You adore your canine companion and want to give them the best chance to live a long, happy life. That's where regular preventive veterinary care comes in. But exactly how often should you take your dog to the vet? Our vets in Austell answer this common question.

Preventive Care & Early Detection 

Preventing serious health conditions or detecting them in their earliest stages can help your dog remain healthier and longer.

Taking your four-legged friend to the vet regularly offers your vet the chance to monitor your dog's general health, check for the earliest signs of disease (when conditions can most easily be treated), and offer recommendations about parasite prevention products for your canine or feline companion. 

Our vets understand that you may be concerned about the cost of bringing your dog in for a checkup when they seem healthy. However, taking a proactive, preventive approach to your dog's care may save you from spending significant sums of money on veterinary care in the future. 

Routine Wellness Exams - Checkups for Pets 

Taking your dog to the vet for a routine exam is like taking your pup in for a physical. Similar to people, how often your pet should have a physical will be determined by your dog's general health status, age, and lifestyle. 

Below, we'll detail when you should take a dog to the vet based on their age.

Puppies Up to 12 Months Old

Is your pup less than a year old? If so, monthly visits to your vet are recommended. 

Your puppy will need several rounds of vaccinations throughout their first year to help keep them protected against common infectious diseases, such as distemper, hepatitis, parainfluenza, parvo, leptospirosis, rabies, and corona. the vaccines will be administered to your puppy over 16 weeks and will play a vital role in keeping your puppy healthy. 

Your location and your pup's overall health will determine the precise timing of your dog's vaccinations.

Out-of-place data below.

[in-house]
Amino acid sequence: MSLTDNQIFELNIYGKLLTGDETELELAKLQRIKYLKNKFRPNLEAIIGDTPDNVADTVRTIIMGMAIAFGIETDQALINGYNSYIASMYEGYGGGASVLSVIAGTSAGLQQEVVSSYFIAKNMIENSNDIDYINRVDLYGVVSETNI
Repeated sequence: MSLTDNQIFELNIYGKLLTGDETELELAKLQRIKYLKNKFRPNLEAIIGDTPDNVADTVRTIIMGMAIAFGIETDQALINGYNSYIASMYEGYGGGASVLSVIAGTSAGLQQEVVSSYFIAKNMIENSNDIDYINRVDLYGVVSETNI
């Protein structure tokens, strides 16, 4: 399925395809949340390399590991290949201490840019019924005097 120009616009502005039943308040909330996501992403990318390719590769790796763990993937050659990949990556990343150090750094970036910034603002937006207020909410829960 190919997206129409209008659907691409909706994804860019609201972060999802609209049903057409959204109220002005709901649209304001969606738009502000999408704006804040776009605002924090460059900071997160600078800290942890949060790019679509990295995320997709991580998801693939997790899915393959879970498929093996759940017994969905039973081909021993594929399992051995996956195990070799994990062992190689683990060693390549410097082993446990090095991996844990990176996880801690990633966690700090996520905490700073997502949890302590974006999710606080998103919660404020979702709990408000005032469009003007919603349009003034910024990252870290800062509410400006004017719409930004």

We recommend having your puppy spayed or neutered when they are between 6 and 12 months old. This procedure can prevent several diseases and undesirable behaviors, in addition to unwanted puppies. 

Adult Dogs Up to 7 Years Old

We recommend yearly wellness exams if your healthy, active adult dog is between one and seven years old.

During your adult dog's exam, your vet will perform a head-to-tail examination to look for early signs of illness or other issues, such as tooth decay, joint pain, or parasites.

Your vet will also administer any required vaccines, speak to you about your dog's diet and nutritional requirements, recommend appropriate parasite protection, and discuss any training or behavioral issues you may be noticing.

If your veterinarian detects any signs of developing health issues, they will discuss their findings with you and recommend the next steps.

Senior Dogs

Dogs are typically considered senior or geriatric when they are about 8 years old, except in the case of giant breeds. Dogs such as Great Danes, Irish Wolfhounds, Mastiffs, and Saint Bernard's age more quickly than other breeds and will require more frequent preventive care earlier, typically around 5 years of age.

Many canine diseases and injuries are more common in older dogs, so we recommend taking them to the vet every 6 months. Your senior dog's twice-yearly wellness check-up will include all of the checks and advice mentioned above, as well as a few additional diagnostic tests to provide more insight into your pet's overall health.

Some diagnostic tests we recommend for our senior patients include blood tests and urinalysis to check for early signs of problems such as kidney disease or diabetes.

Geriatric care for pets also includes a more proactive approach to keeping your pet comfortable as age-related issues, such as joint pain, become more common. If you have a senior dog, ask your vet how often you should bring them in for an examination.

Is it bad not to take a dog to the vet?

Regular check-ups are essential for maintaining a dog’s health and well-being. Veterinarians can detect any potential health issues early on, provide necessary vaccinations, and offer guidance on proper nutrition and exercise routines to ensure the dog's overall wellness.

Furthermore, failing to take a dog to the vet can result in undiagnosed medical conditions worsening over time, leading to unnecessary suffering for the animal. In addition, routine veterinary visits can help prevent the spread of diseases and parasites that could harm not only the dog but also other pets in the household or community.

Note: The advice provided in this post is intended for informational purposes and does not constitute medical advice regarding pets. For an accurate diagnosis of your pet's condition, please make an appointment with your vet.

Is it time for your dog's routine exam? Contact our Austell vets to book an appointment.